Friday, June 01, 2007

Weather, Water, Energy 6-1-07

Amidst the faux offerings of Bushnev on emissions and the half-hearted cheers from foreign leaders (note Joseph Romm's catch of the fooled-yet-again US coverage and the not-fooled-at-all European coverage), the EU commissioner nails him:

"It is clear that we need a more ambitious position on the part of the United States," Barroso told Friday's edition of the Financial Times Deutschland newspaper.

"The United States are putting a lot of emphasis on market mechanisms in the fight against climate change, and they are right to do so," Barroso said.

"But market mechanisms only work if there are binding targets.

"As a major emitter of toxic gases, the United States naturally bears a particular responsibility."

Barroso said he did not believe that Bush's promise to work with his fellow leaders of the Group of Eight wealthiest nations to create a new framework to cap greenhouse gas emissions made it more likely that a commitment on the issue would be struck at the summit in the northern German resort of Heiligendamm. . . .

Barroso said: "In the US Congress there is very visible support for more ambitious proposals. It is all just a question of time.

"I hope we will make a genuine breakthrough in 2009 for the post-Kyoto era."

And here’s proof. Australia’s idiot PM is adopting the same line, but, being an idiot, admitting that nothing’s really going to happen with these sorts of plans:

Australian Prime Minister John Howard on Friday dropped his objections to a national carbon emissions trading scheme but said he would not be rushed into setting targets that could damage the economy.
Howard released a government-commissioned report that recommended establishing a carbon trading scheme in 2012, drawing criticism from green groups who want immediate action.

Meanwhile, MN shows what happens when gov’t’s are serious about dealing with the problem:

The bill sets a goal of reducing statewide global warming pollution across all sectors to 80 percent below 2005 levels by 2050. To accomplish these goals, the legislation requires the state to establish a carbon cap and trade program and to develop and implement a regional approach to reducing global warming pollution. ...

The bill increases annual energy savings in conservation improvement programs to 1.5 percent per year, which will result in a 25 percent decrease in Minnesota's electric and natural gas use by 2025. The law also requires utilities to consider community-based renewable energy for the satisfaction of the standard. UCS Minnesota consultant Barbara Freese was integrally involved in the passage of the bill.

But then, when the constituency you represent is ignorant, why would you try to lead? Latest CNN poll shows only 53% see global warming as extremely or very important, only a third even see it as the most important environmental problem (ocean pollution at 52%?? Really???), and only 3% recognize it as the most important problem this planet faces, which explains the general lack of attention paid by even the supposedly “progressive” blogs. The “let’s not scare people, let’s be good and moderate” types are winning, and will be damned. Nothing else is important, not abortion, homosexuality, Iraq, the economy, nothing, if this train goes off the rails, but only 3% see that after almost 3 decades of news on it. Like the old saying goes, if you think those representatives are bad, you should see their constituents. . . .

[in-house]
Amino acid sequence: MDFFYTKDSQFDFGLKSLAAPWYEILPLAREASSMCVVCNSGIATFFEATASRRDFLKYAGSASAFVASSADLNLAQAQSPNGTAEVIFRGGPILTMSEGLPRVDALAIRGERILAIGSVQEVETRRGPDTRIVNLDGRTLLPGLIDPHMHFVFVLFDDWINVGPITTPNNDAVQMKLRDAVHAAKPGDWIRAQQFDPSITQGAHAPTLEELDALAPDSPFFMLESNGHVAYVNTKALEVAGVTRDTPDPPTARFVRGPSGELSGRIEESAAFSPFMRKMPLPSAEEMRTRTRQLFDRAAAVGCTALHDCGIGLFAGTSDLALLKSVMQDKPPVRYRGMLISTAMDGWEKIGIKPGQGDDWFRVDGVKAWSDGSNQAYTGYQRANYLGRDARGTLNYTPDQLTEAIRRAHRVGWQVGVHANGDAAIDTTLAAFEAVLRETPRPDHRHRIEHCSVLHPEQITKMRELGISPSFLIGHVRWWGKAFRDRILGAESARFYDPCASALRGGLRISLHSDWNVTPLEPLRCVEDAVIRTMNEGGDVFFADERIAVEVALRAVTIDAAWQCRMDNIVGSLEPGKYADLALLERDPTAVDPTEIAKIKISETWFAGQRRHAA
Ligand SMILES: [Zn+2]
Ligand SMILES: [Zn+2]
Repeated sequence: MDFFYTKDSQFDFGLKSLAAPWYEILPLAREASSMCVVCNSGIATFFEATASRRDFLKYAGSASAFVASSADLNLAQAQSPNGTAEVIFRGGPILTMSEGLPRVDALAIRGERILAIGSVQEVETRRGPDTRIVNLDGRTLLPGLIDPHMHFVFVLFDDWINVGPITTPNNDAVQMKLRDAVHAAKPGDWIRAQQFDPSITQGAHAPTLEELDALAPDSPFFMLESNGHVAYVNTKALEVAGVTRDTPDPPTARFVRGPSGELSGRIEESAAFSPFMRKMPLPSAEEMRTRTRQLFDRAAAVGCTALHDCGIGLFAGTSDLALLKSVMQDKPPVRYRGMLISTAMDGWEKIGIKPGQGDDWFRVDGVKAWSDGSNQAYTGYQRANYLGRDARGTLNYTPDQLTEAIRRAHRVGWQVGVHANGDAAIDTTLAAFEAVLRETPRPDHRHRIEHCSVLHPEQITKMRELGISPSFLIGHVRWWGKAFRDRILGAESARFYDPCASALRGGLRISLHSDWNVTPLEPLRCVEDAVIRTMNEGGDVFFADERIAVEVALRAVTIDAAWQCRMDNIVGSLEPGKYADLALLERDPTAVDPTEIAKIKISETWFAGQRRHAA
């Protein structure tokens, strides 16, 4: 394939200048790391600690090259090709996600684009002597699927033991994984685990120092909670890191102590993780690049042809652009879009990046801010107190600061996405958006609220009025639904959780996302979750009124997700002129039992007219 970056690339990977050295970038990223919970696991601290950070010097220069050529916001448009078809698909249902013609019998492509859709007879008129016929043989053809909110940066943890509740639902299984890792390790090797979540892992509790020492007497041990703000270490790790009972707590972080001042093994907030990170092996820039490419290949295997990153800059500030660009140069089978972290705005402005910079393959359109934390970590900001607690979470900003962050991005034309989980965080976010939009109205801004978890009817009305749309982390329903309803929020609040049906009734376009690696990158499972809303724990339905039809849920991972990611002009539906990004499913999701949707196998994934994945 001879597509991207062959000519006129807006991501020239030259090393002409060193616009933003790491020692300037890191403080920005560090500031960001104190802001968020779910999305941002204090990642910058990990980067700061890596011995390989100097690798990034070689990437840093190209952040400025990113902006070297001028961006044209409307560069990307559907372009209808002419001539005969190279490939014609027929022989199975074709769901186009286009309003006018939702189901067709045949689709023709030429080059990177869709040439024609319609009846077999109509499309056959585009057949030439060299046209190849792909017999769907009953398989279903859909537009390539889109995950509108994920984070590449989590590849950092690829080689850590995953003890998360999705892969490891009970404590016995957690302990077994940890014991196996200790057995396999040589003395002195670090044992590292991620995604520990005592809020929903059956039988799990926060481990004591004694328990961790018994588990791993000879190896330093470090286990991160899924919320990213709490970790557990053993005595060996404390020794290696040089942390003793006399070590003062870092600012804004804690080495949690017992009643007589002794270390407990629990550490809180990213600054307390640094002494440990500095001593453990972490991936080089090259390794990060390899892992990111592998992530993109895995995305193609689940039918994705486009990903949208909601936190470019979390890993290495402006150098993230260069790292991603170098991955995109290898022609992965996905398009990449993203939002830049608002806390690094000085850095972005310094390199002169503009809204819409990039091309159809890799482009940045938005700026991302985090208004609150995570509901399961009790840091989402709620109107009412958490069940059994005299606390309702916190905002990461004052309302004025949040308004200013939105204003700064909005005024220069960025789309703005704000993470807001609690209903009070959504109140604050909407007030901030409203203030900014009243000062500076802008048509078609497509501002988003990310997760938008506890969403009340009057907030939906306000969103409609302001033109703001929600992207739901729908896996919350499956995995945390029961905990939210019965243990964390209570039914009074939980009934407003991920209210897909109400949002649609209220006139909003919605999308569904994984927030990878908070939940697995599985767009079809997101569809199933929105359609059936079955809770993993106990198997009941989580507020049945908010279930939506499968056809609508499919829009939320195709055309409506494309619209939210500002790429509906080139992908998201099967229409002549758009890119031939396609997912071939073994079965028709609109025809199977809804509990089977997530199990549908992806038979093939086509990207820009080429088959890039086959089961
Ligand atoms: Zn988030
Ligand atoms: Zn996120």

A new study indicates that climate models may be overestimating the droughts and underestimating the flooding in the future due to global warming. The data for the study are limited so it’s not fully accepted at this point (although this study does link monsoons to climate change), but somehow I don’t feel relieved either way it goes. And another study finds that models may need to be changed because apparently hurricanes and cyclones stir up the oceans enough to change flows and affect subsequent weather. So, if this is true, but wasn’t figured into the “droughts/floods” study, . . . see why it could go either way and neither is good? . . .

One of the popular “defenses” of the global warming deniers and obstructionists is to cite studies showing that plants (see “tropical forests”) contribute substantial amounts to our methane emissions. However, a new study has found flaws in that research and has indicated that methane emissions are actually negligible. Let’s all raise our hands, those of us who believe this will get the deniers and obstructionists to back off. . . .

And while we dither, the Japanese (of course) are showing off zero-emission cars at the G8 meeting where the US will insist that getting serious will deny economic opportunities. Makes you proud, doesn’t it?

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